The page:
October 1

(Fictober seems like a good time to return from the metaphorical dead? We’ll see how this goes!)

Fictober, Prompt 1 – “I need you.”

Original fiction.

Warnings: implied blood sacrifice, implied murder, implied non-consensual surgical procedures (but nothing actually graphic).


“I need you,” she had said.

Arrogantly, or naïvely, or stupidly, or maybe all of those things, I had believed her.

Well, heard what I wanted to hear, at least. I had believed the implication, just as she had known I would, and it was only the implication that was untrue.

She was not, in the strictest sense, a liar.

We were planetside, deep underground to escape the inhospitable surface, which had made sense enough at the time. But now I couldn’t trust anything that I had seen on the way down, since the viewports could easily have been manipulated to show whatever she wanted me to see.

This lab was definitely real, though. As was the operating table I was strapped to with metal cabling, and the humming generator, and the tubing, and the instruments she was laying out next to me, their edges gleaming sharp under the too-bright overhead lights.

“Hush now,” she soothed, eyes distant as she scanned what looked like a mix of technical specs and spellwork on a datapad, not really looking at me. “You wanted to help me, didn’t you? And you will.”

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October 10

Fictober, Prompt 10 – “Listen, I can’t explain it, you’ll have to trust me.”

Warnings: none? Brief space-related danger.


My breath echoed hollowly inside my helmet, and I kept it as slow and even as I could. Panicking now would do nothing to help retain the dwindling oxygen supply strapped to my back.

“Any luck?” I called over the comm. The systems I was looking at gave me hope, but the ship had been floating dead in space for…well, a long time. The wiring was intact, which was a good start.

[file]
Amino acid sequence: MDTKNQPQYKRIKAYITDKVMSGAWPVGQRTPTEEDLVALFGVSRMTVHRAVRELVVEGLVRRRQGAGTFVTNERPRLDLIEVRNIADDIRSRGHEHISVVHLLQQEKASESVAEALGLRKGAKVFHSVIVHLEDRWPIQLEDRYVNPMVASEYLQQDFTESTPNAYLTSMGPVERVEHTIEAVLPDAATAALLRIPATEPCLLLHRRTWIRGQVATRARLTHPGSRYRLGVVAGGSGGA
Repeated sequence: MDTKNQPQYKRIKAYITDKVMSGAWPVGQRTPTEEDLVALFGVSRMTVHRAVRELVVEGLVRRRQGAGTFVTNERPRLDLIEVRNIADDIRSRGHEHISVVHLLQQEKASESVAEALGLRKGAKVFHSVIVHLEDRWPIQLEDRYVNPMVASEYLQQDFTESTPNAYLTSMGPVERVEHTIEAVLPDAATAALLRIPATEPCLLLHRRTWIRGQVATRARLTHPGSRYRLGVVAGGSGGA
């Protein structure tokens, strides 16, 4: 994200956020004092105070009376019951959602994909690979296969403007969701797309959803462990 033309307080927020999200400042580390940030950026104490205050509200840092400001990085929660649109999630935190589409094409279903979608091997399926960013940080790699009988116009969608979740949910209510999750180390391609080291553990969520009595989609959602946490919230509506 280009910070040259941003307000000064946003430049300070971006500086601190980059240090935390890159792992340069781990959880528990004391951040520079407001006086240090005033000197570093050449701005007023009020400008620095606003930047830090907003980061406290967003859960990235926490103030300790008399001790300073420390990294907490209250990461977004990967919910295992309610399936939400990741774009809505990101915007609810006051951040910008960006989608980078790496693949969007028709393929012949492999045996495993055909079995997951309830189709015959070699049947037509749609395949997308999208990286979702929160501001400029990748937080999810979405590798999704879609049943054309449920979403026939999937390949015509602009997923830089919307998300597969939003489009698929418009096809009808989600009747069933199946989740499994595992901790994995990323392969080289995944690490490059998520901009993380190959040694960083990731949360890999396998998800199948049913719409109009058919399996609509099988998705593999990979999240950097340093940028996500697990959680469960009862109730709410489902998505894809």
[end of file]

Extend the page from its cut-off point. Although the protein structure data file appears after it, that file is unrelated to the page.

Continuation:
A grunt was all I got back, and I rolled my eyes. “Arun.”

“There’s an SFOG,” he said, “seems to be intact.”

I let out a breath of relief and felt the worst of the incipient panic lift from my chest. “Let’s stay on our tanks for now,” I suggested.

“Yeah,” he agreed. “I’ve got at least three hours left, maybe more.”

“I think I’m about the same. That should be enough time to get us moving, and we can fire the SFOG at that point.”

“Which you’re going to do how, exactly? The reactor’s dead-cold. Suit’s not picking up any radiation from that direction, must have run out.” I could hear the frown in his voice; the ship had been drifting for a long time, but probably not long enough that all of the reactor’s fuel would have been consumed.

I pursed my lips, decided I wasn’t quite ready to explain yet, and certainly not over the comm. Arun was going to have a hard enough time accepting what I could do when he could see it for himself. “For now, we just need to get pointed in the right direction and get moving, so a burst should be enough. We can worry about steadier power and steering after that.”

“We’re only so far out of the debris field,” he warned, “but you’re right.”

“Check about the reactor?” I asked, buying a little more time. “I’ll come down to see the engines once I’m finished up here.”

“Yeah.” He clicked off, and I turned my attention back to the panel in front of me. I was going to have to give the engines a pretty good kick, but I did need a little bit of steering and diagnostic information first.

It was harder to do with gloves on, but I always made sure mine didn’t have the wrong kind of insulation in them, so the magic flowed out slowly but steadily into the discreet, five-finger port built into the control panel.

After ten, heart-stopping seconds of nothing, the screens around me winked into life.

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